London Lions reserves’ title hopes were dealt a blow as they were beaten 3-1 by Totternhoe in the South Midlands League Reserve Division Two.
On paper, this was a Lions side packed with ability, a side with attacking options and first team performers that gave much to be excited about in the pre-match build up. Sadly games are often played on far from perfect surfaces, not always with the greatest of officials and never, ever on paper.
Sure, Lions will point to a refereeing display of comical proportions, but the truth is that they still created enough clear-cut chances to negate the decisions that quite clearly went against them. As early as the tenth minute Lions should have been two goals to the good. Jordan Marks burst down the left, evaded the full back before squaring back for Richard Baum. In what would have been a carbon copy of goals he’s scored in two of the last three weeks, Lions’ number 11 somehow put his effort wide with the goal gaping.
Jonathan Green, having earned a starting berth with a string of impressive cameos, was next to fluff his lines in front of goal. Sent clean through he pulled his shot horribly wide with just the keeper to beat. And moments later Lions were punished. With Jake Lew receiving no shielding down left flank, the Totternhoe winger was allowed time and space to drive a cross-field ball. It evaded the Lions back line but not the onrushing forward whose sweet volley flew past Scott-Libby who to this point had not even touched the ball.
Lions continued to try and probe, but as the pitch cut up horribly this became harder to do, and Lions became increasingly agitated by some strange officiating. They were though still on the front foot, Totternhoe having no answer to the pace of Marks – well other than fouling him to which the referee took no action.
Pincus, Ellis, Baum, Green and Goodman all had efforts on goal but failed to trouble the keeper until an exquisite turn from Baum allowed him the space to find Pincus bursting forward. He stepped outside the centre half before driving low into the bottom corner to level the scores. So close to the break this should have been the catalyst to drive Lions on, but right on half time came a moment of real controversy.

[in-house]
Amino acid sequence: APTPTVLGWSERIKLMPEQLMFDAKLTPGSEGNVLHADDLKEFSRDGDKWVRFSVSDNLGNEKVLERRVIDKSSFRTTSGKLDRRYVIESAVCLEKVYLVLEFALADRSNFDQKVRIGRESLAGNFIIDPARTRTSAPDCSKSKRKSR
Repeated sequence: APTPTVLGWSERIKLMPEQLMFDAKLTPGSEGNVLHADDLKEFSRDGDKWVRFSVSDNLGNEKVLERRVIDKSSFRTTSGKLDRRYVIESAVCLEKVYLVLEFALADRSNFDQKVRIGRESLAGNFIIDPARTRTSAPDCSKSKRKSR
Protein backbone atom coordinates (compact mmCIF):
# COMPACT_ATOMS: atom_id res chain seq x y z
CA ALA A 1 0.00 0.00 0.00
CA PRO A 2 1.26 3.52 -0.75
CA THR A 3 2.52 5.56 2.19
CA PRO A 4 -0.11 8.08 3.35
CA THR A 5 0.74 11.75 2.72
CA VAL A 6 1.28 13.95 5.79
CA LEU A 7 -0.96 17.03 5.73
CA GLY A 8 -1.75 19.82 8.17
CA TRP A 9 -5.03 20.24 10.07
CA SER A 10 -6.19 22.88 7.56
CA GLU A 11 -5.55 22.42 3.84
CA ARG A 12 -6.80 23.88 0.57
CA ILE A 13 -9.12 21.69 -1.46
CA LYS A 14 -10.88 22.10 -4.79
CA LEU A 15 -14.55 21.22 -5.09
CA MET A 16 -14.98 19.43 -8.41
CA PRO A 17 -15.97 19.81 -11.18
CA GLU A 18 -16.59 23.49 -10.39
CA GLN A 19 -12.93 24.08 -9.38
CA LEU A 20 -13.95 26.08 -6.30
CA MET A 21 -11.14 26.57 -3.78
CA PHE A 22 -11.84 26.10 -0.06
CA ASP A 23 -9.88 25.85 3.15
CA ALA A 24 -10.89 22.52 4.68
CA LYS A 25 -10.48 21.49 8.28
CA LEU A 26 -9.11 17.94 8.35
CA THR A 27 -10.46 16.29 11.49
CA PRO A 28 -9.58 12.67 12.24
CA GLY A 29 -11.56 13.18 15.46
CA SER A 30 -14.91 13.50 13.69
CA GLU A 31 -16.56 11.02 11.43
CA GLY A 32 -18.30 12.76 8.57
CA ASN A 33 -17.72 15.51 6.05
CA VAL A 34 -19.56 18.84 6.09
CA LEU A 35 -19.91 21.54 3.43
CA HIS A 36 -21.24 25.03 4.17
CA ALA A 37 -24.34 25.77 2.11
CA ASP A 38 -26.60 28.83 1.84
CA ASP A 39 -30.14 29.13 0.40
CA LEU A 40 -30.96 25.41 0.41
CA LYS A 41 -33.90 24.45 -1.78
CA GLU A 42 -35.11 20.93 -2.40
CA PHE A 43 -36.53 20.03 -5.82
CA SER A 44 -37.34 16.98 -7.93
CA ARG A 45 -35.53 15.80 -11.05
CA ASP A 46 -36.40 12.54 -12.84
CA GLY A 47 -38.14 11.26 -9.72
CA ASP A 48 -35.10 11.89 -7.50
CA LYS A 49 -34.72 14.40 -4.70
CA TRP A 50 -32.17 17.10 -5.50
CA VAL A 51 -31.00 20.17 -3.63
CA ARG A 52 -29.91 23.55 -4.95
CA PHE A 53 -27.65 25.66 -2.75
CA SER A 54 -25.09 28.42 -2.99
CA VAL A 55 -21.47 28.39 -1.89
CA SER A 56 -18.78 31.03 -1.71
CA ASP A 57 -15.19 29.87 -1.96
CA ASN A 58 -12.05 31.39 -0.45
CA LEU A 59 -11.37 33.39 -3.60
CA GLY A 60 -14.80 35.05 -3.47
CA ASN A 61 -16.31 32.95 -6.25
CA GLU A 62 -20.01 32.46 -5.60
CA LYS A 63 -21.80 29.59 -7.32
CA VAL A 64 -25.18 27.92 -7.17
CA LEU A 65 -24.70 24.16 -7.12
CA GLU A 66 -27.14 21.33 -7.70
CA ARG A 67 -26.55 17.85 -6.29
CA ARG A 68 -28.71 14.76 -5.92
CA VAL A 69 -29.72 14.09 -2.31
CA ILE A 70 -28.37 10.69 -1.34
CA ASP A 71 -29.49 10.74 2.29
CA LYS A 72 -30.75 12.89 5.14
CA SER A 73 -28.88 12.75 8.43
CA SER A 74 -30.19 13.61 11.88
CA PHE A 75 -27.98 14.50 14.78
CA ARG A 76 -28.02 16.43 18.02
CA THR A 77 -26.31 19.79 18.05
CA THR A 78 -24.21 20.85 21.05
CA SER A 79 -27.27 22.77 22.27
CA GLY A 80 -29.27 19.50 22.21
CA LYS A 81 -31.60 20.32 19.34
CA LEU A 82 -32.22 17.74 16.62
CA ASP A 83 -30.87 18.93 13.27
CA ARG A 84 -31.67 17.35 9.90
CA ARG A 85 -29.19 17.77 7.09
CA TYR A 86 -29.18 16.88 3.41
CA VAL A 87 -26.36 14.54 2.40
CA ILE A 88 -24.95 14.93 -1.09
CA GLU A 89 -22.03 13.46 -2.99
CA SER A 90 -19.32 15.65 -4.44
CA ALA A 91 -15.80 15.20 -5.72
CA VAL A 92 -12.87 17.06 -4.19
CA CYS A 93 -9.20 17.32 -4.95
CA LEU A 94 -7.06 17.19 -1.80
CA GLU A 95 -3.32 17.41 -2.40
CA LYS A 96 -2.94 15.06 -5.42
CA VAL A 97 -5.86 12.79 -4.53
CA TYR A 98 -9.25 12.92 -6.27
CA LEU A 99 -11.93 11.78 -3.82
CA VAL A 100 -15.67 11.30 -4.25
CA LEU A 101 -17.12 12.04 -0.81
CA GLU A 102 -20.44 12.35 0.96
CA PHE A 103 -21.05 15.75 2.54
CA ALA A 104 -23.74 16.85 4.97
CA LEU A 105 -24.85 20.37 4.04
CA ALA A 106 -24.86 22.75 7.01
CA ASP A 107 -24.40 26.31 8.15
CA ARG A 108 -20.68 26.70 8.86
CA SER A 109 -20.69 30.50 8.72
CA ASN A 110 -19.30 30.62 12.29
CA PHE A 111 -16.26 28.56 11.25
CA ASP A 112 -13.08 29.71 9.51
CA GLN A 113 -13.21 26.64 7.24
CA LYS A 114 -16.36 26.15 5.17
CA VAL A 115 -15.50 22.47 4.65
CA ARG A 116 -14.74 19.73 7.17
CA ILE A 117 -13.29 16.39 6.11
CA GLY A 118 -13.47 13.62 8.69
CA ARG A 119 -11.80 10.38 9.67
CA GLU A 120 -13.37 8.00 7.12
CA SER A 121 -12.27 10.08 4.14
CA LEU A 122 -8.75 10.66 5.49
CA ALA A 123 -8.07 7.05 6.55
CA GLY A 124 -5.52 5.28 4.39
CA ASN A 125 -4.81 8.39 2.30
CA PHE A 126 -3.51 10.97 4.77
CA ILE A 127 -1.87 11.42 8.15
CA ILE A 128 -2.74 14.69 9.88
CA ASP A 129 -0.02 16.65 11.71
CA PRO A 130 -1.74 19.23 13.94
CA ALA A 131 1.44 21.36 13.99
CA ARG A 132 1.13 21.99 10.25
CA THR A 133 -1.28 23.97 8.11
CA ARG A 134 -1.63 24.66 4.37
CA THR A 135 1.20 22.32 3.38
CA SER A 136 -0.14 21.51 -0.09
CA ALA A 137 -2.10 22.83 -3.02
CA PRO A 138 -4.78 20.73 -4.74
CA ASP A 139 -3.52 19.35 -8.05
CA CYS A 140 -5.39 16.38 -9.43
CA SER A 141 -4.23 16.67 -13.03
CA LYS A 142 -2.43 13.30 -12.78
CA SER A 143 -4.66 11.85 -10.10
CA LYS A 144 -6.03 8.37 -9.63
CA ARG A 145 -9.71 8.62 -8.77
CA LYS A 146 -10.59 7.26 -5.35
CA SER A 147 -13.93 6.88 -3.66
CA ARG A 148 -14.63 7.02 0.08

Lions lost out in the centre of the park, the home side angling a long ball first-time towards their striker. Jon Ellis, admittedly foot raised, comfortably took the ball out of the air, poking it clear. The attacking forward ran into him and the whistle blew with a raised arm from the ref.
Free kick to Lions most thought. No. OK, at worst an indirect free-kick to Totternhoe for foot up. After an age of confusion no to this too … it was somehow deemed a penalty kick. The opposition bench laughing/cringing told all one needed to know, but the kick was dispatched with some aplomb and the half time whistle went with Lions trailing.
Lee Cash and Stefan Zone were introduced and Lions started in dominant fashion. Within a minute Cash had latched onto a poor square ball and was through, but choosing to take the ball early was a costly decision as his lob beat the keeper and also the crossbar. Marks was taken out of the game by the full back.
Marks, freed from the shackles, drove across the box but Goodman just failed to connect before Zone’s mazy run finished with a shot that stung the keeper’s hands. Next time out he drove across the box, this time Cash from barely two yards and sliding in somehow saw the ball skip off his knee and over the bar. This was one-way traffic Zone escaped again, this time a two-handed shove in the back all that stopped him; cast iron penalty.
Erm no. The normally dead calm Lions manager Jon Green almost exploded on the sidelines as the game became more laughable by the second; the opposition manager offering an apology spoke volumes. Yet Lions should still have got something for themselves as chances kept coming, but when Craig Ellis’ header cannoned back off the bar Lions knew the game was up, and insult was added to injury when late on Totternhoe took advantage of the final waves of Lions attacks to break clear and finish well.
The performance itself actually had plenty of positives, and if just a couple of the umpteen chances created by Lions would’ve been taken we’d probably be crowing about another fine display. But as it was they weren’t and a winnable game was lost to a side that battled, worked hard, rode their luck but that ultimately scored from three of the four chances they created and hence earned the three points.